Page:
Glenwood Springs becomes the 7th U.S. city to use 100% renewable energy
The windy contract signing ceremony this week atop Iron Mountain made Glenwood Springs the seventh city in the U.S. powered entirely by renewable energy.
In the Glenwood Caverns Adventure Park on Wednesday afternoon, Glenwood Mayor Jonathan Godes and Brad Hans with the Nebraska Municipal Energy Agency (MEAN).
“I’m just pleased to announce that, starting on Saturday, June 1st, our electrical supply organization MEAN has partnered with the City of Glenwood Springs to provide 100% renewable energy,” Godes said to applaud the dozens of people present. “We have also managed to take this step without additional rate increases for our citizens.” In April, the City Council unanimously approved the purchase of electricity from renewable energy sources from Glenwood Springs Electric through its MEAN wholesale power contract.
The renewable energy intake of the city now includes 6.8 percent of the Western Area Power Administration (WAPA) hydroelectric allocation, with the remainder being supplied by MEAN wind energy sources.
The city had received approximately 35% of its power from renewable energy sources since 2013.
According to Matthew Langhorst, Glenwood Director of Public Works, the city was in discussions at first to increase that number to between 40 and 50 %.
However, when MEAN consumers got a new wind-energy farm, the energy agency asked if the city would like to go completely renewable.
“We expanded the Kimball Wind Farm and we had resources to help meet these needs,” Hans said of the wind farm near Kimball, Nebraska, which will supply much of the electricity passed on to Glenwood’s customers, including the amusement park at the top of the mountains.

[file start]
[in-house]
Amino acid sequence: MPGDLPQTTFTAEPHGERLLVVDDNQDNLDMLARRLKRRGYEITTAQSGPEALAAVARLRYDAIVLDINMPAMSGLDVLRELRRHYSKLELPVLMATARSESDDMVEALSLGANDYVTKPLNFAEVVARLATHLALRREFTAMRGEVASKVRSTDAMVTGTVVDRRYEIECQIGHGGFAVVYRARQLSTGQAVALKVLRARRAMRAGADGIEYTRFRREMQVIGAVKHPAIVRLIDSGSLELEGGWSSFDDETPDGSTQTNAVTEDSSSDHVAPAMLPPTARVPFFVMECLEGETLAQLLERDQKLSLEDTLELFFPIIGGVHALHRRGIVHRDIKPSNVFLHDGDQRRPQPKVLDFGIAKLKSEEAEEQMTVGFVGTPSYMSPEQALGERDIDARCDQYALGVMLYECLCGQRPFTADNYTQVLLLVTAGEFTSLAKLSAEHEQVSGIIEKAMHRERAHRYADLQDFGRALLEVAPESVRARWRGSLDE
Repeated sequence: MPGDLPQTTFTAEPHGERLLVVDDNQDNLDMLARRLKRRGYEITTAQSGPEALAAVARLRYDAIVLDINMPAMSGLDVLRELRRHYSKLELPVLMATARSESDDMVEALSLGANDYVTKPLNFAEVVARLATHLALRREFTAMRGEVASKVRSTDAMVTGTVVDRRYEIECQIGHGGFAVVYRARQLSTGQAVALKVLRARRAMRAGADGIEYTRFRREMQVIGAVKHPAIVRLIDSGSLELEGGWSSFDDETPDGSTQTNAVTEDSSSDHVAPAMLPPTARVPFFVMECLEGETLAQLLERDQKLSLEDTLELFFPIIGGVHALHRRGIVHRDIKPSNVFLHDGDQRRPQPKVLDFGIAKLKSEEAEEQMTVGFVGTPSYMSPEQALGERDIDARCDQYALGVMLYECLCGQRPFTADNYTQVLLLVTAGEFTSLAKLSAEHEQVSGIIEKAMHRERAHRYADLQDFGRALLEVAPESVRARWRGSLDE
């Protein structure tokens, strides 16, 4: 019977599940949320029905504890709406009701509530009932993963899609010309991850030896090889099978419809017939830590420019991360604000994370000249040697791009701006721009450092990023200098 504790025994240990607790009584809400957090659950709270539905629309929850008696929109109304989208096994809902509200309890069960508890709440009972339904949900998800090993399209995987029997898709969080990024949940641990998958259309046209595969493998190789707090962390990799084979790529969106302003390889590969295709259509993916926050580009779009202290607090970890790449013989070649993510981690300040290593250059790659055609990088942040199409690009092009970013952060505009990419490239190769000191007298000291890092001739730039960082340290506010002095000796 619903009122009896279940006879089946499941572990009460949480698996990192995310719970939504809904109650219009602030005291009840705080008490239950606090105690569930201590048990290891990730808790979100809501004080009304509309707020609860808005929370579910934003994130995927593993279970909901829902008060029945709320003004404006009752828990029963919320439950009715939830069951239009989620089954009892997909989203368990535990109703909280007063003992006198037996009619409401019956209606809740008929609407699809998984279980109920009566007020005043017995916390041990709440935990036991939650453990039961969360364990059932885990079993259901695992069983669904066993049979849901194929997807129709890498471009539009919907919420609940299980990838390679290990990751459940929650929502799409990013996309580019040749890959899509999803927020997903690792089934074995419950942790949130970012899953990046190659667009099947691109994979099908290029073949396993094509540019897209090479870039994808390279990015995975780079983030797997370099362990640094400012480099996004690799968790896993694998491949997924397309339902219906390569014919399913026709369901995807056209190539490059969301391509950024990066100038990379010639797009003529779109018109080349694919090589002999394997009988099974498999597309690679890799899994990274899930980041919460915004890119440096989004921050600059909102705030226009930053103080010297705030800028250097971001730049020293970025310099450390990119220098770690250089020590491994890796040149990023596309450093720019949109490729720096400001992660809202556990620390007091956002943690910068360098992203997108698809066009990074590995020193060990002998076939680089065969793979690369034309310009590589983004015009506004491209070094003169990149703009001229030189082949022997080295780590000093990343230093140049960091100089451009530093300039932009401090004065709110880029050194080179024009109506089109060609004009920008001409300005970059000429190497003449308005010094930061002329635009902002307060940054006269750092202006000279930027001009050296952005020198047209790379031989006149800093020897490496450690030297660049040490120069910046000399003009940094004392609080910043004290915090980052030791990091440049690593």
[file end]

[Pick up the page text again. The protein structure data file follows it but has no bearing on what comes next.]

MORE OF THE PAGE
The renewable switch “saves the environment 77,156 tons of CO2 emissions,” according to a news release. Wednesday’s event, hosted by Glenwood Caverns Adventure Park, was a particularly proud moment for park owners Steve and Jeanne Beckley.
The park launched its first cave tour in May 1999 and will become one of the world’s first amusement parks powered entirely by renewable electricity in June 2019.
“This cave… was one of the world’s first caves to be electrically lit 120 years ago,” said Beckley. “It’s really exciting to have this electricity brought to us through renewables in a whole new way.” Colorado Tourism Office Director Cathy Ritter, also attending Wednesday’s event, called the signing a “historic moment.” “We’re standing here, blowing in the wind, talking about the potential of wind power,” Ritter said. “At Colorado Tourism, we can now tell travelers coming to our state that they can stay at any Glenwood Springs hotel, participate in any attraction, eat at any restaurant — and travel sustainably.”
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